Concomitant Total Robotic Paraesophageal and Intrapericardial Hernia Repair in an Orthotopic Heart Transplant Recipient

Ehsan Benrashid, MD, Linda M Youngwirth, MD, Jacob N Schroder, MD, Sabino Zani, MD. Department of Surgery, Duke University Medical Center

Introduction: Intrapericardial hernias (IPH) are a rare entity which frequently result from complications of incidental or surgical trauma, such as in the setting of a pericardial window or CABG. The most common complaints on presentation include pain localized to the chest and upper abdomen, with more serious presentations being bowel obstruction or cardiac tamponade. Although cases of laparoscopic repair have been described in the literature, we present, to the first of our knowledge, robotic repair of an IPH after orthotopic heart transplantation (OHT), with concomitant robotic Nissen fundoplication and paraesophageal hernia repair.

Case: The patient is a 60-year-old male with a past medical history significant for ischemic cardiomyopathy resulting in left ventricular assist device (LVAD) placement complicated by tamponade physiology requiring postoperative pericardial window. He was bridged via LVAD to OHT approximately 1 year prior to presentation. He was noted to complain of persistent chest pain, recurrent cough, and reflux type symptoms. He underwent extensive workup including computed tomography, esophagogastroduodenoscopy, esophageal manometry and barium swallow which revealed a sliding-type hiatal hernia with a concomitant large IPH containing transverse colon (Figures 1&2). Due to his symptomatology and concern for obstruction, he was taken to the operating room where he underwent successful total robotic reduction of abdominal contents from the pericardium with primary paraesophageal hernia repair, Nissen fundoplication, and diaphragmatic repair with 12 cm Parietex mesh (Covidien, Dublin, Ireland) (Figure 3). He had an uncomplicated postoperative stay and was discharged on postoperative day 6 on a full liquid diet. On follow up in clinic approximately 4 weeks later his symptoms of dysphagia and reflux were noted to be resolving (Figure 2), with resumption of a normal diet. To our knowledge this is the first report of successful total robotic repair of a paraesophageal and intrapericardial hernia in an OHT patient.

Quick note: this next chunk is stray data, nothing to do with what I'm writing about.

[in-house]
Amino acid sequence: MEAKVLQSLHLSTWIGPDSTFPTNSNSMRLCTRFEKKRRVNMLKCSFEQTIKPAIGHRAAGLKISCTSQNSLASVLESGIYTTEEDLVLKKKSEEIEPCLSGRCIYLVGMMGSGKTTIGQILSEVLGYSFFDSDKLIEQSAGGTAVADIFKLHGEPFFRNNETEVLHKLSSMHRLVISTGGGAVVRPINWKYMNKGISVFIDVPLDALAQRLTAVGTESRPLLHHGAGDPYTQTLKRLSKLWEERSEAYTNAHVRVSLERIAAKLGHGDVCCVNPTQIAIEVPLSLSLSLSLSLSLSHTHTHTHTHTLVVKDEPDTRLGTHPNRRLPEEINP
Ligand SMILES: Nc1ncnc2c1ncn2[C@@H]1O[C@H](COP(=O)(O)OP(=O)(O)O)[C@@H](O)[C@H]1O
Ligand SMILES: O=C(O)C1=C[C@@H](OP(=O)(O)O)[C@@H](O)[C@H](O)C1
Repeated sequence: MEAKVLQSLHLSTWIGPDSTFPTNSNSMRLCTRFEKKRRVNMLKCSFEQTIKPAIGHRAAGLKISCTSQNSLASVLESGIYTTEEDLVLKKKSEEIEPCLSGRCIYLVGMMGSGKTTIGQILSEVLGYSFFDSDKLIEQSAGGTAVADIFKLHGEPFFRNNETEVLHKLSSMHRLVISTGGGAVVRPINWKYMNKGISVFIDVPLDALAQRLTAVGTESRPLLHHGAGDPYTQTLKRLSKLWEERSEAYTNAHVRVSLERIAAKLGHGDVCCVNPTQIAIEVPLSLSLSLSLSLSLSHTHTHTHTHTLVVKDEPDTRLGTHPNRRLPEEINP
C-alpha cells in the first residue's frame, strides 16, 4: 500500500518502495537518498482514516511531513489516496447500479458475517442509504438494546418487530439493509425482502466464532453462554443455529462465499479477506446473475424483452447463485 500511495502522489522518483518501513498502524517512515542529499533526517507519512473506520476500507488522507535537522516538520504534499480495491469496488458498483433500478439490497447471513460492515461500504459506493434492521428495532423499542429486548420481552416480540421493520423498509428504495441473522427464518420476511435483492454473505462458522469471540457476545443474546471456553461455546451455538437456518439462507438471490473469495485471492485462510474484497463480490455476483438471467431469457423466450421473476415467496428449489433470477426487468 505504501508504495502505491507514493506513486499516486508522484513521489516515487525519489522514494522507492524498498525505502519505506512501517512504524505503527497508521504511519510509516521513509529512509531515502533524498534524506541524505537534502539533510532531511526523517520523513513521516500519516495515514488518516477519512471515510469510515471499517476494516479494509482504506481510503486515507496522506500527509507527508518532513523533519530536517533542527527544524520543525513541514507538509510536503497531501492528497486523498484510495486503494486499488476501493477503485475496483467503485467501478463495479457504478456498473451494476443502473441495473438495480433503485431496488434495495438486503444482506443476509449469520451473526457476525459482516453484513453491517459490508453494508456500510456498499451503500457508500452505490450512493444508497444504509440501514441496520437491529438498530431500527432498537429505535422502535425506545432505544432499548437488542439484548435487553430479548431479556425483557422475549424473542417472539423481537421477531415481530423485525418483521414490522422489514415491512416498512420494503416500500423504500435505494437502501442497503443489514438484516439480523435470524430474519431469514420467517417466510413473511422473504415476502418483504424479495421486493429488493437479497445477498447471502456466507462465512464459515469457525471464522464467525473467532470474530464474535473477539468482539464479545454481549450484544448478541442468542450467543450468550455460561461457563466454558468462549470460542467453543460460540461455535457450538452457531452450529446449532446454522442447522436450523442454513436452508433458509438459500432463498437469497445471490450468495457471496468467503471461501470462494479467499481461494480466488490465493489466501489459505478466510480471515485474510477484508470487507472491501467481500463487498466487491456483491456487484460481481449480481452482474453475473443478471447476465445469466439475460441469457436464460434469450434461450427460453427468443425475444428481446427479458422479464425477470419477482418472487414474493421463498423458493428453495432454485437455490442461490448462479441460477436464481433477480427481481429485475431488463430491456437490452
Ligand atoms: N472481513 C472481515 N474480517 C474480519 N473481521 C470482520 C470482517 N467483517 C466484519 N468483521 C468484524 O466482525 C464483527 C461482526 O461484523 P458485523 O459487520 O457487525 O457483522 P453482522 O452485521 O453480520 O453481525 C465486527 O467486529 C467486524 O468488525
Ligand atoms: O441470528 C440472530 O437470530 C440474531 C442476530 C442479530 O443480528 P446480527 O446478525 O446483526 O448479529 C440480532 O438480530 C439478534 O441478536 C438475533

Figure 1: Preoperative computed tomography demonstrating transverse colon adjacent to heart, without evidence of obstruction. (A) Axial view of intrapericardial-type diaphragmatic hernia. (B) Coronal view of hernia defect, arrow demonstrates transition of transverse colon through diaphragm. (C) Sagittal view of hernia defect.

Figure 2: Intraoperative images of robotic IPH. (A) Reduction of omentum and transverse colon through diaphragmatic hernia. (B) Representative image post reduction of intrabdominal contents from thoracic cavity, heart border seen to lower left of defect. (C) Following mesh placement for repair of diaphragmatic hernia.

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